What you need to know:
- When he quit his formal job, his friends termed his move brazen and even reckless, but he wasn’t bothered.
- He tried to find another job, but that wasn’t quick in coming. He even tried his hand in businesses such as opening a carwash, but success was elusive.
- None of that really gave him the fulfillment he was yearning for.
It is a cold and cloudy day in Nairobi and Steve Maina is going about his work – redesigning a client’s office space. He is clad in blue jeans pants and a cardigan. On top of the black cardigan he has thrown a light green reflector jacket with the inscription: Neat N Fit.
His work space features wet paint, rulers of different sizes, a nail and hammer, pieces of wood and cardboard on the floor.
“It seems disorganised, but this is what it takes to repurpose a room. When we are done, you won’t believe there was ever any kind of mess in this room,” says the self-taught interior designer with 10 years’ experience. He settled into this unique career by accident, but has perfected his skills over time.
“Whenever I visited my friends’ homes, my advice on how they could adjust and upgrade their spaces impressed them. That is how I knew that I would succeed effortlessly as an interior designer,” he narrates and adds that repurposing a room calls for a great deal of imagination.
But, what are the intrigues of being a self-taught interior designer?
“It is all about learning through mistakes,” Steve explains. “That comes with its own challenges. Most clients hardly believe I can do so much without formal education. Convincing them to trust me with the job is always an uphill task. But, once I get the contract, I go out of my way to deliver beyond client expectations.”
However, Steve says it is always difficult to find a balance between the amount clients are willing to spend, and delivering exactly what they want.
“Sometimes clients think a designer is overcharging them yet that is the actual cost of the upgrade. A project may cost between Sh800,000 and Sh1 million depending on the client’s timelines.”
This amount covers electrical works, CCTV, internet installation, partitioning works, custom-made furniture, cabinetry, branding, ceiling, gypsum and floor works.
“The toughest decision I ever made was to resign from my job at the bank. Not because the workplace was toxic, but to look for greater satisfaction,” he recalls. “I wasn’t even sure how that would pan out because I had spent barely one year at the job. I was just no longer fascinated by the routine work of handling deposits,” he says and adds that he yearned for a job that would grant him more flexibility.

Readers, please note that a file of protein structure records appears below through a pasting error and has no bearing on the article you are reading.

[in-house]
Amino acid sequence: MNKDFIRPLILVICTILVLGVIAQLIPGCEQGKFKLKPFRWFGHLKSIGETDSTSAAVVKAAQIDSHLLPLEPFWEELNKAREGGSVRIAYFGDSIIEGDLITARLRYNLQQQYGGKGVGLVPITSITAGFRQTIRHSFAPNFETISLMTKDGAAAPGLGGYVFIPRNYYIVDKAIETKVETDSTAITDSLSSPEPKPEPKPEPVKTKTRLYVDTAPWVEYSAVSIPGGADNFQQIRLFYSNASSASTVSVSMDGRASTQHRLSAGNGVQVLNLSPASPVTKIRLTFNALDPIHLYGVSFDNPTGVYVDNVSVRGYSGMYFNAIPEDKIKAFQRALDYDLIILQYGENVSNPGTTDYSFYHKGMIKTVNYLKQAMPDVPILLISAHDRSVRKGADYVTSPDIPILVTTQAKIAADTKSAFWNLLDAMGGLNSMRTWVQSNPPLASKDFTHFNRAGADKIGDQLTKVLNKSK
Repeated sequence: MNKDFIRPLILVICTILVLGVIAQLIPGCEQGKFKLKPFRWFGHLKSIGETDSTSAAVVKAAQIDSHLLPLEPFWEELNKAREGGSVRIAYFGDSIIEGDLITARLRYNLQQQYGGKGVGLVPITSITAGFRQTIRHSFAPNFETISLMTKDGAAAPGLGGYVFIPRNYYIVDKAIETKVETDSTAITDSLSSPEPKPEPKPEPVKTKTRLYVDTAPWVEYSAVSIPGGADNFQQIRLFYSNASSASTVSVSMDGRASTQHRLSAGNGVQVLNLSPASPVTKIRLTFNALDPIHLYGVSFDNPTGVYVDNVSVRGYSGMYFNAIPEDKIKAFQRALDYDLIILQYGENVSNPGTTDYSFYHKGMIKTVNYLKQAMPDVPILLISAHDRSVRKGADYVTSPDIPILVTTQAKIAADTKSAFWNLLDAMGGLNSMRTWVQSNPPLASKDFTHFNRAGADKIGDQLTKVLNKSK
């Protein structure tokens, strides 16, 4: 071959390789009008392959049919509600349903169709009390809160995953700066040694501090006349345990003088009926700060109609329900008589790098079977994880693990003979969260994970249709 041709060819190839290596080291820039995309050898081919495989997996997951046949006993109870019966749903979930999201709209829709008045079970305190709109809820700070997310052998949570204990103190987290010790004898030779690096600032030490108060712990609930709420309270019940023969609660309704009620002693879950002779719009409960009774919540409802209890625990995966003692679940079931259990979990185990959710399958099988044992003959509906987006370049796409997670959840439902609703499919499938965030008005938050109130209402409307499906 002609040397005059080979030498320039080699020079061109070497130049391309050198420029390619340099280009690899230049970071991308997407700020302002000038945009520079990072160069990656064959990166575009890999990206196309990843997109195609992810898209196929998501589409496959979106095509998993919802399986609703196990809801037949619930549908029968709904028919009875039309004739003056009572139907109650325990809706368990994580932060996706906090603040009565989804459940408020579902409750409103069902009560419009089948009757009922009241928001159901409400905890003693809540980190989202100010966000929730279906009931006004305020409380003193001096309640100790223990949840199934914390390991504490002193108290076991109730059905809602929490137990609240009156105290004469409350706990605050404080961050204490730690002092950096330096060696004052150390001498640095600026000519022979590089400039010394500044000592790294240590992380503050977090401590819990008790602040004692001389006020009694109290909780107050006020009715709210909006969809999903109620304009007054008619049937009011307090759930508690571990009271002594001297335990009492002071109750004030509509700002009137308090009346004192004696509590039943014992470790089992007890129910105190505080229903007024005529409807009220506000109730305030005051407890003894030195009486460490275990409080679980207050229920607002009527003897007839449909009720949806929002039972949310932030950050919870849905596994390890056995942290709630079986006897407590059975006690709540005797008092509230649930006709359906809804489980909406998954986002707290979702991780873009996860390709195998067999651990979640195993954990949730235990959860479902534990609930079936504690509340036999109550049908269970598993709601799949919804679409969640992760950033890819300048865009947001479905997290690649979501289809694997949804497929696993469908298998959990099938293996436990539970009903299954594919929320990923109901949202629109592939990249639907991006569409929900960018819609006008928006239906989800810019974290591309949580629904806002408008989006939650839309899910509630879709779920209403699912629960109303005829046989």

When he quit his formal job, his friends termed his move brazen and even reckless, but he wasn’t bothered. He tried to find another job, but that wasn’t quick in coming. He even tried his hand in businesses such as opening a carwash, but success was elusive. None of that really gave him the fulfillment he was yearning for.
When the carwash business flopped, Steve almost sunk into depression.
“I prayed a lot and remained determined. During that period, I came to know my true friends, and I chose to cut ties with all the fake ones. I later approached a few of the few remaining friends and asked them to lend me some money, and I promised to make better decisions in my next venture. They encouraged me and told me that I would be a really good interior designer, and I believed them.”
But Steve was acutely aware that he couldn’t do the job alone. He needed skilled personnel to actualise his dream.
“I was armed with only my wild vision and the support of my friends. I began searching for an architect, an engineer, and an extra handyman. And because I was not able to pay them regularly, I advised them treat mine as a side hustle. I then embarked on the process of sourcing for clients and negotiating deals, and later martialing my small team to execute the tasks. That was hectic, but I was determined and knew that it would pay off someday,” he added.
While at it, he signed up for Youtube tutorials, and read books to learn about interior design business. He also experimented with new, unconventional designs.
Three years later
When he was confident that he had learnt the rules of the game, he decided to “do things the professional way.”
“In 2014, after a period of trial and error, I registered my company, Neat N Fit.
He says that his current role as the founder and Managing Director offers him the flexibility and satisfaction he once yearned for.
“Compared to my banking job, my business demands a lot less neatness and no fixed working hours,” he says with a chuckle.
In this pandemic season when many have lost their jobs, Steve’s business is returning optimum revenue.
“Companies that have survived the pandemic now need people with the skills I have to recreate their work spaces because the workplace has been significantly altered. An example is bars. The bars’ operating hours have been reduced, so to remain afloat, bar operators are customising their facilities to accommodate restaurants and work spaces. This is where I come in.”
Now, after seven years of professional practice, Steve says that the world would be a better place if more people embraced unconventional career paths.
“If I carried anything from banking halls, then it must be good negotiation skills, goodtime management and attention to detail. It was all worth it in the end,” he says.